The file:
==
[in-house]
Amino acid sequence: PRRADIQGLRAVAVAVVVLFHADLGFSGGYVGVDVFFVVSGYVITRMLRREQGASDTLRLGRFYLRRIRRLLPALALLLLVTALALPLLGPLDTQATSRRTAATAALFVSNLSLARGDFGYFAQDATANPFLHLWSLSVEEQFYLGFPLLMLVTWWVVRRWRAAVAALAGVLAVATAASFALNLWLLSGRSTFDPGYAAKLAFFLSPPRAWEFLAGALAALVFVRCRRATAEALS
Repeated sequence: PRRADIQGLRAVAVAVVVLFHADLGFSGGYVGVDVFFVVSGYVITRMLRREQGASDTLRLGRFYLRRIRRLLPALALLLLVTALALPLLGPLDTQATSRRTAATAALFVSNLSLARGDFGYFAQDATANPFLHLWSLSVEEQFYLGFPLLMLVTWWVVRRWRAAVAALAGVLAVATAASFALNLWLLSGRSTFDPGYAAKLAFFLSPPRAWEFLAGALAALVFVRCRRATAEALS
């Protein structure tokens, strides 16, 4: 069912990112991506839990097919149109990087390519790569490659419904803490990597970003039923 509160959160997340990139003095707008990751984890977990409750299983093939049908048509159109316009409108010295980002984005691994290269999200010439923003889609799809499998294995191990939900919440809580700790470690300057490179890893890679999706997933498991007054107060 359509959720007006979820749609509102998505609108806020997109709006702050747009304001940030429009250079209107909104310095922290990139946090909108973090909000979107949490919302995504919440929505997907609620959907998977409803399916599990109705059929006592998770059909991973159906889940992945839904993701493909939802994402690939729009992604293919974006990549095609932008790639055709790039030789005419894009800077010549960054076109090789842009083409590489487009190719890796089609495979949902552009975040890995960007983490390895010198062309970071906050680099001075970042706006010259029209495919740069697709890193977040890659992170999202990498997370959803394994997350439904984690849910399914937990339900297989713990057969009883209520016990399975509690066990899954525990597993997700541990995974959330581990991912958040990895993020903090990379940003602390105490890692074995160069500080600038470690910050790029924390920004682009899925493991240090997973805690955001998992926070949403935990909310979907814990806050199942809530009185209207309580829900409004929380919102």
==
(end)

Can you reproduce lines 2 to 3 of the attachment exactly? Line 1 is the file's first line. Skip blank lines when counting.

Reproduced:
Amino acid sequence: PRRADIQGLRAVAVAVVVLFHADLGFSGGYVGVDVFFVVSGYVITRMLRREQGASDTLRLGRFYLRRIRRLLPALALLLLVTALALPLLGPLDTQATSRRTAATAALFVSNLSLARGDFGYFAQDATANPFLHLWSLSVEEQFYLGFPLLMLVTWWVVRRWRAAVAALAGVLAVATAASFALNLWLLSGRSTFDPGYAAKLAFFLSPPRAWEFLAGALAALVFVRCRRATAEALS
Repeated sequence: PRRADIQGLRAVAVAVVVLFHADLGFSGGYVGVDVFFVVSGYVITRMLRREQGASDTLRLGRFYLRRIRRLLPALALLLLVTALALPLLGPLDTQATSRRTAATAALFVSNLSLARGDFGYFAQDATANPFLHLWSLSVEEQFYLGFPLLMLVTWWVVRRWRAAVAALAGVLAVATAASFALNLWLLSGRSTFDPGYAAKLAFFLSPPRAWEFLAGALAALVFVRCRRATAEALS